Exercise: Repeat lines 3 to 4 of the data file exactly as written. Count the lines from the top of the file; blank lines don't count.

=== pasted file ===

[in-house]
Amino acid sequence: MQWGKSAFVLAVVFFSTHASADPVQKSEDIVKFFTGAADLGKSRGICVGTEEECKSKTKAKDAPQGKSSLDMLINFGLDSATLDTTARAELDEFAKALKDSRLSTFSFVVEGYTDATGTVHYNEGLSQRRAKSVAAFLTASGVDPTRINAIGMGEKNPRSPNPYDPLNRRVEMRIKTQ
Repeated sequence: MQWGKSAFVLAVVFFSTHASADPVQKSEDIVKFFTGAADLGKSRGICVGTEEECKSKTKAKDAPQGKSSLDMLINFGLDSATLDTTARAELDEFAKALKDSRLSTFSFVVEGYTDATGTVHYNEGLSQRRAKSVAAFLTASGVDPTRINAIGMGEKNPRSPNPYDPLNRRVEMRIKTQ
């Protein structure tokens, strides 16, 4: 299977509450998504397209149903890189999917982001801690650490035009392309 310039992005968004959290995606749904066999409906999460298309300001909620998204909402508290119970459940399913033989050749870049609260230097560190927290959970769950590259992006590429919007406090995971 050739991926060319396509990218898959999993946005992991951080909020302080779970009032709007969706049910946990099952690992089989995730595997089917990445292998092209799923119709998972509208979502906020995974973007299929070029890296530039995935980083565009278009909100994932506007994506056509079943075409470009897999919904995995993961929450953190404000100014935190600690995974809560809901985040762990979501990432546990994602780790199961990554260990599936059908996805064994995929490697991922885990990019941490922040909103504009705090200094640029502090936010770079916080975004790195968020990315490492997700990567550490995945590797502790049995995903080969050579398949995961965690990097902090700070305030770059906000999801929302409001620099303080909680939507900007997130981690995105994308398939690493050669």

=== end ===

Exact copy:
Repeated sequence: MQWGKSAFVLAVVFFSTHASADPVQKSEDIVKFFTGAADLGKSRGICVGTEEECKSKTKAKDAPQGKSSLDMLINFGLDSATLDTTARAELDEFAKALKDSRLSTFSFVVEGYTDATGTVHYNEGLSQRRAKSVAAFLTASGVDPTRINAIGMGEKNPRSPNPYDPLNRRVEMRIKTQ
């Protein structure tokens, strides 16, 4: 299977509450998504397209149903890189999917982001801690650490035009392309 310039992005968004959290995606749904066999409906999460298309300001909620998204909402508290119970459940399913033989050749870049609260230097560190927290959970769950590259992006590429919007406090995971 050739991926060319396509990218898959999993946005992991951080909020302080779970009032709007969706049910946990099952690992089989995730595997089917990445292998092209799923119709998972509208979502906020995974973007299929070029890296530039995935980083565009278009909100994932506007994506056509079943075409470009897999919904995995993961929450953190404000100014935190600690995974809560809901985040762990979501990432546990994602780790199961990554260990599936059908996805064994995929490697991922885990990019941490922040909103504009705090200094640029502090936010770079916080975004790195968020990315490492997700990567550490995945590797502790049995995903080969050579398949995961965690990097902090700070305030770059906000999801929302409001620099303080909680939507900007997130981690995105994308398939690493050669």